What is the Glasgow Coma Scale?
The Scale was described in 1974 by Graham Teasdale and Bryan Jennett (Assessment of coma and impaired consciousness. A practical scale. Lancet 1974; 2:81-4.) as a way to communicate about the level of consciousness of patients with an acute brain injury.
The findings using the scale guide initial decision making and monitor trends in responsiveness that are important in signalling the need for new actions.
- To sound
- To pressure
- Obey commands
- Normal flexion
- Abnormal flexion
Systematic assessments of different methods in large numbers of patients in the Glasgow pointed to the merits of a multidimensional approach to assessment.
A shortlist of terms capable of clear definition and grading in rank order was refined through studies of inter- observer agreement.
Refinement took account of input from junior doctors and nurses and from experienced international colleagues.
The aims in developing the scale were that it should be widely acceptable and should complement, not replace assessments of other neurological functions.
Adoption and spread
The Scale’s simplicity and ease of communication were welcomed in departments caring for patients with acute brain injury from trauma and other causes. Display of the findings on a specially designed chart facilitated detection of clinical changes. Nurses rapidly welcomed the clarity of capture of important trends in the condition of a patient.
With the rapid expansion in the numbers of intensive care units, the arrival of Computerized Tomography (CT) and the popularisation of brain monitoring there was a growth of interest in management of the head injured patient. Research required standardized methods for reporting initial severity and outcome. The Scale therefore became increasingly widely used as the common ‘language’ internationally to communicate about and debate the merits of the different advances in clinical practice and to apply them to caring for patients.
The use of Scale was promoted in 1980 when it was recommended for all types of injured person in the first edition of the Advanced Trauma and Life Support and again in 1988 when the World Federation of Neurosurgical Societies (WFNS) used it in its scale for for grading patients with a subarachnoid haemorrhage. The Scale progressively occupied a central role in clinical guidelines and an integral component of scoring systems for victims of trauma or critical illness.
Forty years after the original description, the position of the scale was reviewed in The Lancet Neurology (access the full text here). This reported the results of a survey that showed that the GCS is in use by neurosurgeons and other disciplines in more than 80 countries worldwide and has been translated into the national language in 74%. The review also noted a continuing rise in the use of the Scale in research reports, making it the most frequently quoted paper in clinical neurosurgery.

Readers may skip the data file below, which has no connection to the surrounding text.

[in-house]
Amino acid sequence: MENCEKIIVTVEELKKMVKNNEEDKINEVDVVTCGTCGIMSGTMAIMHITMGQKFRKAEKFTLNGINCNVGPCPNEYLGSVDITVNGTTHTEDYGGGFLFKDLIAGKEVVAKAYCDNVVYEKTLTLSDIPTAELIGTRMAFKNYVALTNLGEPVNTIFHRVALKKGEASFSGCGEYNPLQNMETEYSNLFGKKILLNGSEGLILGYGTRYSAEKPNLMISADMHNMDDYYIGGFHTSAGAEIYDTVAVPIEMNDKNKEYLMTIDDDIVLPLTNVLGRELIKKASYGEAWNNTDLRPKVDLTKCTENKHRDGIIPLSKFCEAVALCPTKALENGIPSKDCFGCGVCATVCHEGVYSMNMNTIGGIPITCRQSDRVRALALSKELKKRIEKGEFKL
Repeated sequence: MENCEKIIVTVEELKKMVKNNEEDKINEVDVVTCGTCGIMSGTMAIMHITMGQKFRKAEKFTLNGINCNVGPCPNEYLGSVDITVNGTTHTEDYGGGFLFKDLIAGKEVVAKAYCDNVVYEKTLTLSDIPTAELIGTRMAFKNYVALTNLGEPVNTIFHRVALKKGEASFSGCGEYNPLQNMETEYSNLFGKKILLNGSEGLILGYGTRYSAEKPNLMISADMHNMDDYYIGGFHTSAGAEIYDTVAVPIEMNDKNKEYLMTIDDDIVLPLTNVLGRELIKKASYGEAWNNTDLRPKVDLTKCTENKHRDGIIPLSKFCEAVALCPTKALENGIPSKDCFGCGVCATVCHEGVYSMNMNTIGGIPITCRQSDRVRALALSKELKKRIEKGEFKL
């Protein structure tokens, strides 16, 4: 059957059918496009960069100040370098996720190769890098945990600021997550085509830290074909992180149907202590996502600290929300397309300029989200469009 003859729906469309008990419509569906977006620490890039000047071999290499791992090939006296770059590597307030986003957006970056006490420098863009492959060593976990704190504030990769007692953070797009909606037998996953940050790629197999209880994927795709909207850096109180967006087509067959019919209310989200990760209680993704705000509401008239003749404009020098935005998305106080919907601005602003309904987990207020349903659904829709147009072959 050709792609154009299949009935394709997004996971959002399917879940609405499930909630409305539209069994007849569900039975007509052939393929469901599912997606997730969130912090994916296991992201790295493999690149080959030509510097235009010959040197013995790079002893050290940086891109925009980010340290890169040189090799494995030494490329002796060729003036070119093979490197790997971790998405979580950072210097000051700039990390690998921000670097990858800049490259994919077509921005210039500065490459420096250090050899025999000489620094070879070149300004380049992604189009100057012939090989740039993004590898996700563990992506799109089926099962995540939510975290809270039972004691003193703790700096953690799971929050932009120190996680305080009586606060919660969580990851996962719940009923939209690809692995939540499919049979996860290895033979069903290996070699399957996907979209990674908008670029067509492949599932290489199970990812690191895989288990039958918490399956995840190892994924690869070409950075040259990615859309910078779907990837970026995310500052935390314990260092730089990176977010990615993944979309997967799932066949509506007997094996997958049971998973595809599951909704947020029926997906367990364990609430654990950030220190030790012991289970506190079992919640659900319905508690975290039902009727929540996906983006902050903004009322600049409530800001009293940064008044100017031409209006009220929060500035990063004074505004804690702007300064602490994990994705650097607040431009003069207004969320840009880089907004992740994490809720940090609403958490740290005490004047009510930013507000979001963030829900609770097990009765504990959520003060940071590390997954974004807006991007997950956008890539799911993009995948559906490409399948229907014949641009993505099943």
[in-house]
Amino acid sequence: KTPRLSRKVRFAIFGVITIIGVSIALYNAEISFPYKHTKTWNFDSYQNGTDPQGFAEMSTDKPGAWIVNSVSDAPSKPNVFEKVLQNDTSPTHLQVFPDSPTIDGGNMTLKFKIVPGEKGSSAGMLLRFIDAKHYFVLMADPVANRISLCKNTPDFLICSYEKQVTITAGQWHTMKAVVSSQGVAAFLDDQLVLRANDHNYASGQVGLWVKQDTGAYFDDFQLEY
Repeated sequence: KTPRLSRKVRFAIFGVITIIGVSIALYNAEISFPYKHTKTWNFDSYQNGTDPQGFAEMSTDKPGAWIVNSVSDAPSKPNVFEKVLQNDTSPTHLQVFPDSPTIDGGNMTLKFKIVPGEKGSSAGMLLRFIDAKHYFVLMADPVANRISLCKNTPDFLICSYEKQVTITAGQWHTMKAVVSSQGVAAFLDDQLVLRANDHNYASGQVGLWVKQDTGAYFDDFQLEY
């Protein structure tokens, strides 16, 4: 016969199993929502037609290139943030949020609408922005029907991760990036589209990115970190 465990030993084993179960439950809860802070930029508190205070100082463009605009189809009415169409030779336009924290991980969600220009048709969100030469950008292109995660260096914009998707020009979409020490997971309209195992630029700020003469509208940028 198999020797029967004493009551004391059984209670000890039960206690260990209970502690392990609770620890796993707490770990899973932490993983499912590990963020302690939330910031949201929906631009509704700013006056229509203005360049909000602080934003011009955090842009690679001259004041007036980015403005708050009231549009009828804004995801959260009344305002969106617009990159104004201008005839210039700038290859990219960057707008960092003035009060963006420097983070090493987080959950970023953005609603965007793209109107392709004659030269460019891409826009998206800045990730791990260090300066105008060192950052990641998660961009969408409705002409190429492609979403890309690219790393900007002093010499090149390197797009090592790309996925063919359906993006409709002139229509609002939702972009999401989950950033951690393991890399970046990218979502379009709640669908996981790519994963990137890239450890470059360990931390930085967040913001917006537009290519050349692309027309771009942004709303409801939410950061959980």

Teasdale G, Jennett B. Assessment of coma and impaired consciousness. A practical scale. Lancet 1974; 2:81-4.
Access the full text here
Teasdale G, Knill-Jones R, van der Sande J. Observer variability in assessing impaired consciousness and coma. J Neurol Neurosurg Psychiatry 1978;41:603-10.
Teasdale GM, Jennett B. Assessment and prognosis of coma after head injury. Acta Neurochirurgica. 1976 34: 45-53
Teasdale G, Jennett B, Murray L, Murray G. Glasgow coma scale: to sum or not to sum. Lancet. 1983; 2:678
Teasdale GM, Murray L. Revisiting the Glasgow Coma Scale and Coma Score. Intensive Care Med. 2000; 26:153-4.
Ponce FA, Lozano AM. “Erratum: Highly cited works in neurosurgery. Part II: the citation classics.” J Neurosurg 2014; 120:1252–57.
Middleton PM. Practical use of the Glasgow Coma Scale; a comprehensive narrative review of GCS methodology. Australas Emerg Nurs J. 2012; 15:170–183.
Graham Teasdale, Andrew Maas, Fiona Lecky, Geoffrey Manley, Nino Stocchetti, Gordon Murray. The Glasgow Coma Scale at 40 years: standing the test of time. The Lancet Neurology 2014; 13: 844 - 54
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Reith F, Brennan P, Maas AIR, Teasdale GM. Lack of standardization in applying painful stimuli for assessment the GCS. J. Neurotrauma 2014, in press.
Reith FCM, Brennan PM, Maas AIR, Teasdale GM. Lack of standardization in the use of the Glasgow Coma Scale. Results of international surveys. In Press
Teasdale G. Acute impairment of brain function-1. Assessing 'conscious level'. Nursing Times. 1975; 71: 914-7
Teasdale G. Galbraith S. Clarke K. Acute impairment of brain function-2. Observation record chart. Nursing Times. 1975; 71: 972-3
Teasdale G, Allen D, Brennan P, McElhinney E, Mackinnon L. The Glasgow Coma Scale: an update after 40 years. Nursing Times 2014; 110: 12-16